The March, 2015 of the Clergy Project Newsletter is now available on-line at http://www.theclergyletterproject.org/Resources/Mar2015newsletter.html. No matter whether you are clergy or laity, I encourage you to check it out and get involved in the project.
For me, science literacy or rather scientific literacy, expresses the idea of understanding science in a way that helps to understand the problems of science, not necessarily to be a scientist. In one sense, being scientifically literate offers one the ability to think independently, critically, and creatively.
One of the first science education papers I presented, way back in 1986, was entitled “In Pursuit of Learning: The Rediscovery of Scientific Literacy.” This was not an argument for becoming a scientist but, rather, for understanding how science is a part of our lives and how to use the processes of science as a means to problem solving in all areas of life.
I would make the argument in 1987 that how one views the role of science is especially critical if one is to be successful in today’s increasingly technological society. In 1994 Carl Sagan wrote,
“We live in a society absolutely dependent on science and technology and yet have cleverly arranged things so that almost no one understands science and technology. That is a clear prescription for disaster.” (Carl Sagan, http://www.brainpickings.org/index.php/2012/04/06/what-is-science/)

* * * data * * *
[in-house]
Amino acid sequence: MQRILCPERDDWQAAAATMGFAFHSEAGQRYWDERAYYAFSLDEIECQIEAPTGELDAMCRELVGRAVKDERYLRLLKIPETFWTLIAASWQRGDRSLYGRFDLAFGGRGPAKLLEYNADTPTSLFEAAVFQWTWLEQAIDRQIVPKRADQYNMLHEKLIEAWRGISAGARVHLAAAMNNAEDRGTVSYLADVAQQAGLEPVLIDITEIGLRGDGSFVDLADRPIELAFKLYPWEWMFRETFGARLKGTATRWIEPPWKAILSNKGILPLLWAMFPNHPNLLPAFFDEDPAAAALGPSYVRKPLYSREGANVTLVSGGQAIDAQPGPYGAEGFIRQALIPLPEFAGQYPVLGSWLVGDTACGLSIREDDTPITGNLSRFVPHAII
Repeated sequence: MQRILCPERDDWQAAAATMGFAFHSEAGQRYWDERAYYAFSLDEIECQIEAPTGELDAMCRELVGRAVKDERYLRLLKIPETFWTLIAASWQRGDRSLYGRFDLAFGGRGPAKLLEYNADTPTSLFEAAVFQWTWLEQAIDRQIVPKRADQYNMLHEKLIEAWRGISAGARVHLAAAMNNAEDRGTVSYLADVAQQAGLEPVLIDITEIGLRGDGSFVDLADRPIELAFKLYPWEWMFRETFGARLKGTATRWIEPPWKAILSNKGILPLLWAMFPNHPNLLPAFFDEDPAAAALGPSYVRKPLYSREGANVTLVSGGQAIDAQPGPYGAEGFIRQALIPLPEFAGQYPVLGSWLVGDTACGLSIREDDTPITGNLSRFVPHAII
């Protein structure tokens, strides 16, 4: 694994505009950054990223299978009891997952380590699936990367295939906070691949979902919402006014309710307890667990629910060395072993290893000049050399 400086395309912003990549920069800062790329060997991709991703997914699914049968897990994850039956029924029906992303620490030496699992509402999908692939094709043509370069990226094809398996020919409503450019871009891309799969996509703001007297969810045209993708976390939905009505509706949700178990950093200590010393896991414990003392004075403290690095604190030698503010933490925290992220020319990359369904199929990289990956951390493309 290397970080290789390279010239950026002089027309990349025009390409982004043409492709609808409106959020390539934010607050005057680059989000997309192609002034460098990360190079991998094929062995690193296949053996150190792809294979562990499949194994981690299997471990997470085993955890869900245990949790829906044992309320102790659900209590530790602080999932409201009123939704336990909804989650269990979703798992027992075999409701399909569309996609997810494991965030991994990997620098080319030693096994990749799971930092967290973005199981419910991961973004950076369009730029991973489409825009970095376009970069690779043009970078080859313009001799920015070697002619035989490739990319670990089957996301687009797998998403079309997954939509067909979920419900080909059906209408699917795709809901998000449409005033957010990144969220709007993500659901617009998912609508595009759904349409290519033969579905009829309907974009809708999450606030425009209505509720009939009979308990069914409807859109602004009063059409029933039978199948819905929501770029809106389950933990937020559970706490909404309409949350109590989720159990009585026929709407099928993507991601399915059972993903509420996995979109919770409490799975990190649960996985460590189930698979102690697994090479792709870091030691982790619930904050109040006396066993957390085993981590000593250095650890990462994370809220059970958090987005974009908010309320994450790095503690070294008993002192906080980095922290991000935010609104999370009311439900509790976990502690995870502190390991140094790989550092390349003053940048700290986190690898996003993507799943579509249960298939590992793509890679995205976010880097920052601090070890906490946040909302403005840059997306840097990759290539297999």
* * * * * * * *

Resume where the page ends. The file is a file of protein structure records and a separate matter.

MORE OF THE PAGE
But it would appear today, with the debates over climate change and the teaching of evolution, that the idea that we need to be a scientifically literate society has somehow gotten lost in the discussion. These leads me to ask two questions:
- How did we get to this point in time?
- What do we have to do to change our course of action?
How did we get to this point in time?
When I was working on my doctoral dissertation, I looked at the goals of the chemistry curriculum projects developed in the late 1950s and early 1960s.
The various curriculum projects in biology (BSCS), chemistry, physics, and earth science, were developed in the early 1960s as a response to a perceived need for an increased awareness of science and mathematics following the 1957 launch of Sputnik I by the then Soviet Union. The focus of these programs was experimentation and development of thinking skills (see “Liberal Arts and Science Education In The 21st Century”). It should be noted that the central focus for the three versions of the BSCS curriculum would be evolution and its role in the development of biology.